Nancy Keenan, the new president of NARAL Pro-Choice America, also said she saw nothing new in what Mrs. Clinton said Monday.

“Senator Clinton’s remarks yesterday were a perfect statement of the pro-choice position. … She reiterated time and time again her support for Roe, she outlined ways to reduce unintended pregnancies,” she said.

Mr. Bauer, however, said he had never heard Mrs. Clinton be so “nuanced on abortion.”

“Some of her most offensive speeches have been in front of pro-choice groups,” he said, adding that Mr. Reines’ contention “safely fits into the spin category.”

Mrs. Clinton has used moderate rhetoric on other issues as well.

She said last week, “There is no contradiction between support for faith-based initiatives and upholding our constitutional principles.”

However, Democrats have fought proposals by President Bush that would expand the role of religious groups in delivering social services.

Although some liberals have belittled religious people who populate the “red states,” the senator said America is big enough for people to “live out their faith in the public square.”

She also has taken a hard line on immigration — in some ways one that is more conservative than the president, who has proposed a “guest-worker” program that many Republicans charge would amount to amnesty for the up to 12 million illegals in the country.

She said last week that Mr. Bush has not “protected our borders,” and said last February: “I am, you know, adamantly against illegal immigrants.”

Although some pundits mused that Mrs. Clinton’s seizure of the middle ground is politically savvy this far out from an election, Republican pollster Frank Luntz said otherwise.

“The most dangerous thing for a politician is to go through the buzzsaw of hypocrisy. It is actually better to be principled and extreme than to be contradictory and mainstream,” Mr. Luntz said.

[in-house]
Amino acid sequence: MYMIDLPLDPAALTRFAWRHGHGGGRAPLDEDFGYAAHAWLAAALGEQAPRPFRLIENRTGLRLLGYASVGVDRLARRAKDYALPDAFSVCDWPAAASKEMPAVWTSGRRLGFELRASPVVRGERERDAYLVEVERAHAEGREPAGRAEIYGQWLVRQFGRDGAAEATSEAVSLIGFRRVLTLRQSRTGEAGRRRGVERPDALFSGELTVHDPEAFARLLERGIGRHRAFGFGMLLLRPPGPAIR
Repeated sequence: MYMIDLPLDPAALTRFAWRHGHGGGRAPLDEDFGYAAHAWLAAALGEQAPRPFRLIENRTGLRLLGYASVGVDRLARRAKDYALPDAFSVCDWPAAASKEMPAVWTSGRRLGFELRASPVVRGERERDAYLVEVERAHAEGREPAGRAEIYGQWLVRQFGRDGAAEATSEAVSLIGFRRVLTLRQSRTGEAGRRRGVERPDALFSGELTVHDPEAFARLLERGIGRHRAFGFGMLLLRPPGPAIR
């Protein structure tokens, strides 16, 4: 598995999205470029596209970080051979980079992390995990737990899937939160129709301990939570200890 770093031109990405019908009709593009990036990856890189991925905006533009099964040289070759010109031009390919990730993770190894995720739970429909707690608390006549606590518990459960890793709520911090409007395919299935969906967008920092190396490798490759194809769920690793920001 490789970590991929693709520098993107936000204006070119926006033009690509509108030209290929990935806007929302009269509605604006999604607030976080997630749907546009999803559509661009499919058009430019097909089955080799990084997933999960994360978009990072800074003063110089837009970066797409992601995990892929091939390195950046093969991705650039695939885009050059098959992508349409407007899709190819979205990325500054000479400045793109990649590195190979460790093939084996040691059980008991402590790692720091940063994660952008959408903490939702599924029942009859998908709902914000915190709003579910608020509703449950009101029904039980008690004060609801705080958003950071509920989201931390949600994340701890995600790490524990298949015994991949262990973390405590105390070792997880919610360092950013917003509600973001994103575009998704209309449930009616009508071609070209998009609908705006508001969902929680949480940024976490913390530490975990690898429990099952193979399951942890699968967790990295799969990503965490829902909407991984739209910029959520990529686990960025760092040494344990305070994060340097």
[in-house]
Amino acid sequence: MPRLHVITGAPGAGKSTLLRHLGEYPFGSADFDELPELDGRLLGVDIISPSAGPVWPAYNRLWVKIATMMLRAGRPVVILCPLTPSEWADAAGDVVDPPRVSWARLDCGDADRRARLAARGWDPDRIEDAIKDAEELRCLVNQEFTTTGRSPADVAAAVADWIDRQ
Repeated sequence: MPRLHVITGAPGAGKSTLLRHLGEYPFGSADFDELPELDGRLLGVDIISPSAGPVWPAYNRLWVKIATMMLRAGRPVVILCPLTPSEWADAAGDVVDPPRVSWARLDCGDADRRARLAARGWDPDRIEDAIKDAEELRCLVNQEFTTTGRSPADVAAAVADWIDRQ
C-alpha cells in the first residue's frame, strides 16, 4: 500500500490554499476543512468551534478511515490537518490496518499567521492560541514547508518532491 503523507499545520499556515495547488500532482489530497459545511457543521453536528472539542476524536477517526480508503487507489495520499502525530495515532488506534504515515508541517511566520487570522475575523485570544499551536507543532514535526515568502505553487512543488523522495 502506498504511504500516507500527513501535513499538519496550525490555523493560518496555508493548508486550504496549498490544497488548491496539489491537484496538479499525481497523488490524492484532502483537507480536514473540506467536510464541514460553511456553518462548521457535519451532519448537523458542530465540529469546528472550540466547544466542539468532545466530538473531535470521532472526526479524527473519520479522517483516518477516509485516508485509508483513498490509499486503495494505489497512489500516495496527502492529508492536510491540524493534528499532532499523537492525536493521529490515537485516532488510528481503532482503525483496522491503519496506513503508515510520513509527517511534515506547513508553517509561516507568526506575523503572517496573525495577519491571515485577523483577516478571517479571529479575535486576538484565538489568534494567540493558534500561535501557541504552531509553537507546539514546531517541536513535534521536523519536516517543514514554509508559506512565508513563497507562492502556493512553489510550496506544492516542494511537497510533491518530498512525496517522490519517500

Charlie Black, a Republican consultant with close ties to the Bush White House, agreed.

“She’s trying to follow a lesson from Kerry’s loss, which is that the party is perceived as too liberal. But she’s ignoring another lesson from Kerry’s loss: That he suffered badly for flip-flopping and being perceived as an opportunist,” he said.

Still, Mr. Black noted that Democrats have learned a lesson from the 2004 election: They’ve got to “be able to talk to conservatives and people of faith.”

Mary Anne Marsh, a Democratic consultant, said Mrs. Clinton’s rhetoric represents “not a change in position as much as an example of change in the way Democrats can talk about things, and especially anything about values.”

“What Democrats are learning is there’s a way to talk about it in a way that is respectful of the values of people on both sides of the issues,” she said, addressing the sense of intolerance among the Democratic Party that many pundits said was a shortcoming in the ‘04 election.

“Democrats have been less willing to talk about values openly, but I think most people now realize it must be done,” Mrs. Marsh said.

But Tony Perkins, president of the Family Research Council, said voters are “smart enough to be able to look at people’s records. I mean, they did with John Kerry.”